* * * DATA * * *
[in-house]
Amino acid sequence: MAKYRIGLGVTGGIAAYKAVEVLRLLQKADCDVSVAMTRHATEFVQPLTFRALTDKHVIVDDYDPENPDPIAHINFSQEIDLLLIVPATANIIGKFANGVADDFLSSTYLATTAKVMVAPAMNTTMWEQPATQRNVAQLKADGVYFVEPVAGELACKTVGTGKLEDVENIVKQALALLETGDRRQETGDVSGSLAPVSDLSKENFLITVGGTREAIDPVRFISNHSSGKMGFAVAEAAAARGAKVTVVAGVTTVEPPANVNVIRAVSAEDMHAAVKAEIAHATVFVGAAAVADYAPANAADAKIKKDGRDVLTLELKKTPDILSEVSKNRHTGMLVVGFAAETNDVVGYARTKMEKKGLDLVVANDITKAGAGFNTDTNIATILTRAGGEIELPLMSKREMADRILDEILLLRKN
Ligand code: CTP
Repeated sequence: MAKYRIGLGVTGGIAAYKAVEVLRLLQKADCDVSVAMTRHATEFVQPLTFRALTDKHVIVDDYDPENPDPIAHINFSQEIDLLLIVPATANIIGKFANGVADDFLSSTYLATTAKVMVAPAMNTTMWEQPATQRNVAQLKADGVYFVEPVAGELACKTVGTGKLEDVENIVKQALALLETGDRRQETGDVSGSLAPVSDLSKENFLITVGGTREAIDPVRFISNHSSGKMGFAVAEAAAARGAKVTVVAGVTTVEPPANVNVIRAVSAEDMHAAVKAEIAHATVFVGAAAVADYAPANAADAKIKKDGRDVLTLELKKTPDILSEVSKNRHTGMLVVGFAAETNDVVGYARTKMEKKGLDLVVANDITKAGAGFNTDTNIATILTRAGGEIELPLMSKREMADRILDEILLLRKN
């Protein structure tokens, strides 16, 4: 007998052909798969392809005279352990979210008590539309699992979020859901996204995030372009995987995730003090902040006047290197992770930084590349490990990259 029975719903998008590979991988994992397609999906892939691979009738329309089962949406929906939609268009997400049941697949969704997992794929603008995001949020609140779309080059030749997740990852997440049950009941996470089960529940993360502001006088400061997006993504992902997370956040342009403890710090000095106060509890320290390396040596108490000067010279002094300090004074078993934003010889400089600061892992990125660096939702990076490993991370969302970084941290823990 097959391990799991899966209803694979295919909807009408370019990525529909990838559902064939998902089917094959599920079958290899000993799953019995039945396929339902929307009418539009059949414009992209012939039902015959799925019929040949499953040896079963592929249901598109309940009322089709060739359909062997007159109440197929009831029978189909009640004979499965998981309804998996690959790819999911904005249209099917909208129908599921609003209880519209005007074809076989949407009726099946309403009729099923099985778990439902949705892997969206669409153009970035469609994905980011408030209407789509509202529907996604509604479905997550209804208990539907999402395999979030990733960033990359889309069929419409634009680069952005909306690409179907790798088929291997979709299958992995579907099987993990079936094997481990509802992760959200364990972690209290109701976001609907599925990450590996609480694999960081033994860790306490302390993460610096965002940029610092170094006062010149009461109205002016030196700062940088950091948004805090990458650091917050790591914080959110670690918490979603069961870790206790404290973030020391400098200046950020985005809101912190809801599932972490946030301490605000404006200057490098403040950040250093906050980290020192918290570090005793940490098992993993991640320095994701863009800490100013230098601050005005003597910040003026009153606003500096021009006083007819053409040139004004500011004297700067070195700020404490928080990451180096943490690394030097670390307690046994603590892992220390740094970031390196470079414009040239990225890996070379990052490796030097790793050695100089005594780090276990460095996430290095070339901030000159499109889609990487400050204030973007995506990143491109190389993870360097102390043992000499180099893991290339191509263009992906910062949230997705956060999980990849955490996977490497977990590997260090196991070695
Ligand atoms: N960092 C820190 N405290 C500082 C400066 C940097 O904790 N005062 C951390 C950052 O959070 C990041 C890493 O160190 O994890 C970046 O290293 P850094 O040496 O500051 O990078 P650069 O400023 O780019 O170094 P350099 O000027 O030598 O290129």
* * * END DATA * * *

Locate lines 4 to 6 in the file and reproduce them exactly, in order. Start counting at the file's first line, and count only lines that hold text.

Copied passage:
Repeated sequence: MAKYRIGLGVTGGIAAYKAVEVLRLLQKADCDVSVAMTRHATEFVQPLTFRALTDKHVIVDDYDPENPDPIAHINFSQEIDLLLIVPATANIIGKFANGVADDFLSSTYLATTAKVMVAPAMNTTMWEQPATQRNVAQLKADGVYFVEPVAGELACKTVGTGKLEDVENIVKQALALLETGDRRQETGDVSGSLAPVSDLSKENFLITVGGTREAIDPVRFISNHSSGKMGFAVAEAAAARGAKVTVVAGVTTVEPPANVNVIRAVSAEDMHAAVKAEIAHATVFVGAAAVADYAPANAADAKIKKDGRDVLTLELKKTPDILSEVSKNRHTGMLVVGFAAETNDVVGYARTKMEKKGLDLVVANDITKAGAGFNTDTNIATILTRAGGEIELPLMSKREMADRILDEILLLRKN
């Protein structure tokens, strides 16, 4: 007998052909798969392809005279352990979210008590539309699992979020859901996204995030372009995987995730003090902040006047290197992770930084590349490990990259 029975719903998008590979991988994992397609999906892939691979009738329309089962949406929906939609268009997400049941697949969704997992794929603008995001949020609140779309080059030749997740990852997440049950009941996470089960529940993360502001006088400061997006993504992902997370956040342009403890710090000095106060509890320290390396040596108490000067010279002094300090004074078993934003010889400089600061892992990125660096939702990076490993991370969302970084941290823990 097959391990799991899966209803694979295919909807009408370019990525529909990838559902064939998902089917094959599920079958290899000993799953019995039945396929339902929307009418539009059949414009992209012939039902015959799925019929040949499953040896079963592929249901598109309940009322089709060739359909062997007159109440197929009831029978189909009640004979499965998981309804998996690959790819999911904005249209099917909208129908599921609003209880519209005007074809076989949407009726099946309403009729099923099985778990439902949705892997969206669409153009970035469609994905980011408030209407789509509202529907996604509604479905997550209804208990539907999402395999979030990733960033990359889309069929419409634009680069952005909306690409179907790798088929291997979709299958992995579907099987993990079936094997481990509802992760959200364990972690209290109701976001609907599925990450590996609480694999960081033994860790306490302390993460610096965002940029610092170094006062010149009461109205002016030196700062940088950091948004805090990458650091917050790591914080959110670690918490979603069961870790206790404290973030020391400098200046950020985005809101912190809801599932972490946030301490605000404006200057490098403040950040250093906050980290020192918290570090005793940490098992993993991640320095994701863009800490100013230098601050005005003597910040003026009153606003500096021009006083007819053409040139004004500011004297700067070195700020404490928080990451180096943490690394030097670390307690046994603590892992220390740094970031390196470079414009040239990225890996070379990052490796030097790793050695100089005594780090276990460095996430290095070339901030000159499109889609990487400050204030973007995506990143491109190389993870360097102390043992000499180099893991290339191509263009992906910062949230997705956060999980990849955490996977490497977990590997260090196991070695
Ligand atoms: N960092 C820190 N405290 C500082 C400066 C940097 O904790 N005062 C951390 C950052 O959070 C990041 C890493 O160190 O994890 C970046 O290293 P850094 O040496 O500051 O990078 P650069 O400023 O780019 O170094 P350099 O000027 O030598 O290129």